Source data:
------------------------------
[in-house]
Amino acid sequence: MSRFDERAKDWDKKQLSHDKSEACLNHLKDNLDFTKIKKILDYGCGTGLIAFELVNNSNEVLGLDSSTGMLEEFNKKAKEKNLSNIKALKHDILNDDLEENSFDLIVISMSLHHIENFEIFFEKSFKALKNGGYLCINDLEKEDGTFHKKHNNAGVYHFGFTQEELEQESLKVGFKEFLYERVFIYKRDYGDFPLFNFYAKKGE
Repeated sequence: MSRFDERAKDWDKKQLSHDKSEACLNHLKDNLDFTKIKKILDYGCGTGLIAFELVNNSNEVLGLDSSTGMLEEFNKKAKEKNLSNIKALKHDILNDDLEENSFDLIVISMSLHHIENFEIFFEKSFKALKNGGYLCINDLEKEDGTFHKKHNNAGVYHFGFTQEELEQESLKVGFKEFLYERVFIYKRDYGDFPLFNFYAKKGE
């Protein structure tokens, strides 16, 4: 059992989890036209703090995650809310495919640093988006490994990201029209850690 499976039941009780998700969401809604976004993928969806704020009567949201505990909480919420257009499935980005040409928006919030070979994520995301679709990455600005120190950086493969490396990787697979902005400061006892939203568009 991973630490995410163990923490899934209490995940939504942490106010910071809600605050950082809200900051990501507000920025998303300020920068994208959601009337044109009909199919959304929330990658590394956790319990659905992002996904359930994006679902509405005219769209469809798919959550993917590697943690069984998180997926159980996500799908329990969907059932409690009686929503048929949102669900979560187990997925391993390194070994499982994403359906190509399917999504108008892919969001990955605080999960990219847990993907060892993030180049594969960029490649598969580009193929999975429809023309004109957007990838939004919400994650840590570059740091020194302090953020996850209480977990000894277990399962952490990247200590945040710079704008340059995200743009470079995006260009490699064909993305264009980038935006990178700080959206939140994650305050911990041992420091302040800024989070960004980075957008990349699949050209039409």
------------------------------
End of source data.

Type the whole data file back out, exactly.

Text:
[in-house]
Amino acid sequence: MSRFDERAKDWDKKQLSHDKSEACLNHLKDNLDFTKIKKILDYGCGTGLIAFELVNNSNEVLGLDSSTGMLEEFNKKAKEKNLSNIKALKHDILNDDLEENSFDLIVISMSLHHIENFEIFFEKSFKALKNGGYLCINDLEKEDGTFHKKHNNAGVYHFGFTQEELEQESLKVGFKEFLYERVFIYKRDYGDFPLFNFYAKKGE
Repeated sequence: MSRFDERAKDWDKKQLSHDKSEACLNHLKDNLDFTKIKKILDYGCGTGLIAFELVNNSNEVLGLDSSTGMLEEFNKKAKEKNLSNIKALKHDILNDDLEENSFDLIVISMSLHHIENFEIFFEKSFKALKNGGYLCINDLEKEDGTFHKKHNNAGVYHFGFTQEELEQESLKVGFKEFLYERVFIYKRDYGDFPLFNFYAKKGE
């Protein structure tokens, strides 16, 4: 059992989890036209703090995650809310495919640093988006490994990201029209850690 499976039941009780998700969401809604976004993928969806704020009567949201505990909480919420257009499935980005040409928006919030070979994520995301679709990455600005120190950086493969490396990787697979902005400061006892939203568009 991973630490995410163990923490899934209490995940939504942490106010910071809600605050950082809200900051990501507000920025998303300020920068994208959601009337044109009909199919959304929330990658590394956790319990659905992002996904359930994006679902509405005219769209469809798919959550993917590697943690069984998180997926159980996500799908329990969907059932409690009686929503048929949102669900979560187990997925391993390194070994499982994403359906190509399917999504108008892919969001990955605080999960990219847990993907060892993030180049594969960029490649598969580009193929999975429809023309004109957007990838939004919400994650840590570059740091020194302090953020996850209480977990000894277990399962952490990247200590945040710079704008340059995200743009470079995006260009490699064909993305264009980038935006990178700080959206939140994650305050911990041992420091302040800024989070960004980075957008990349699949050209039409």